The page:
Wednesday, July 19, 2017

The 3% Rule: How to potentially make 3% more profit on the sale of your home (Part 2)

After decades in real estate and selling hundreds of homes, I truly believe that the average homeowner can do certain things to positively influence their sale. I call it the “3% Rule,” and it means that the average homeowner can potentially make up to about 3% more on their home sale. 

Of course, this isn’t an exact science. But even a 1% increase in a $300,000 home sale would equal an additional $3,000 in a home seller’s pocket. And 3% would equal a whopping $9,000! 

In part one of this blog, I covered my first seven points of my 3% Rule and today I'll delve into the remaining eight.

So how can you potentially make up to 3% more on the sale of your home?

8. Have professional photos taken
If an image is worth a thousand words, the images home shoppers first see of your home could possibly make you tens of thousands of dollars. For that reason, we suggest using a professional photographer for your listing photos, who will employ perfect lighting, and lenses with pinpoint clarity. With most buyers thumbing through hundreds of listings on the internet, the first impression those photos will make can result in more looks, interest, and ultimately, a better opportunity to sell your home for top dollar. 

9. Price your home right the first time
You may think that the easiest way to net more money on your home sale – or even 3% more – is to price your home higher. But overpricing your home compared to the competition will only ensure that you get fewer online views, fewer walk-throughs, fewer offers, and, probably, not sell it for that higher price at all.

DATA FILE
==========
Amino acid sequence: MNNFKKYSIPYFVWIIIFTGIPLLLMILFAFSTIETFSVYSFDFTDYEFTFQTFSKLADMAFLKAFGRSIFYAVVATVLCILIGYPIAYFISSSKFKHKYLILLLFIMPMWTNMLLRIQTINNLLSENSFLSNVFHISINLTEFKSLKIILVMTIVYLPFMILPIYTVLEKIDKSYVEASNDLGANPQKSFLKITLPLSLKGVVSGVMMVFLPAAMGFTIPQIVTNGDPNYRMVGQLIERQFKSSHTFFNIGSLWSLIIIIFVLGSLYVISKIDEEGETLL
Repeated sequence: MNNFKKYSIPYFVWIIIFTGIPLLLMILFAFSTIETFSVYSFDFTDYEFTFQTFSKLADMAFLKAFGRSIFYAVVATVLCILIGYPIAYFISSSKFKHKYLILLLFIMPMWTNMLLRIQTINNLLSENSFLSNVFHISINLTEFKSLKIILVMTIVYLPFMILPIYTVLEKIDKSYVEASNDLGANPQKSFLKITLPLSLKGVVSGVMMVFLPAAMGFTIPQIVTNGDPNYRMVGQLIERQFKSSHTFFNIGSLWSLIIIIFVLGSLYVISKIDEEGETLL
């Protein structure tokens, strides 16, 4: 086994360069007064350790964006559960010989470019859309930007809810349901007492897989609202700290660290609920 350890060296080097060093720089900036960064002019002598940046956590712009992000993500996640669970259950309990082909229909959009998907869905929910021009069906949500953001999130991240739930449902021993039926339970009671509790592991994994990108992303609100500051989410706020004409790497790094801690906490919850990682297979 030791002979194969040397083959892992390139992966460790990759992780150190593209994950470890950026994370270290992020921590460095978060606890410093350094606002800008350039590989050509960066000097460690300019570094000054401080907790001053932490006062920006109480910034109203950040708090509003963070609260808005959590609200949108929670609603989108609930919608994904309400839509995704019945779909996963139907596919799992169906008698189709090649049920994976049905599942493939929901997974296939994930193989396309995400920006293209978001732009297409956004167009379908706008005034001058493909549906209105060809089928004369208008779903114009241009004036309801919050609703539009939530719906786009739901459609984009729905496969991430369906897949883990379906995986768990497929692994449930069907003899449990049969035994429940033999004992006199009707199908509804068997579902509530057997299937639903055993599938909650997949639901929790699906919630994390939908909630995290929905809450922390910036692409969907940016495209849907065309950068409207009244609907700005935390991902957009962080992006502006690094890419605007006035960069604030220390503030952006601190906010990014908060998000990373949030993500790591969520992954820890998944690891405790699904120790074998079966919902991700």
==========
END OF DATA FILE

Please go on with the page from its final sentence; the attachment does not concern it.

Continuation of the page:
Instead, think of selling your home as a balancing act between getting the highest possible price and also selling it as quickly and efficiently as possible. In fact, research shows that the longer a home is listed without selling, the less it will ultimately get. And you’ll probably have to pay your mortgage payment if it doesn’t sell quickly, or even two or three payments (or more!)

So we’ll sit down together and look at a comprehensive market analysis, revealing the hard data about what similar homes in the same area are selling for, as well as what other competition is on the market. 

10. Give the dog (or pet) a vacation away from home
Surveys show that if you really want to sell your home for top dollar, it's best to relocate pets off of the property during the listing and showing process. Not everyone is a dog/cat/or pet person, and some people have allergies or serious reservations about animals. Even if you put them in a side room, the fact that they are there and the buyer can't openly explore the home will leave them with a less than a positive feeling.  

11. Maximize light 
One of the easiest ways to make a house look larger, nicer, and more inviting is to brighten it up, especially with natural light. So remove those heavy, dreary shades and curtains for lighter translucent materials, change outdated or inadequate fixtures, and consider new bulbs with soft white light. Research shows that just by doing these things you'll get a 300% Return On Investment when selling – which is a super simple way to try and reach that goal of a +3% sale price.

12. Take an honest look at your competition
Before we ever put a sign in your front yard and list your home for sale, together, we’ll look closely at the other homes that are active, pending and sold in your neighborhood. Not only will this give us an idea of where to price your home accurately, but we'll also understand what other options buyers are seeing when they go house hunting.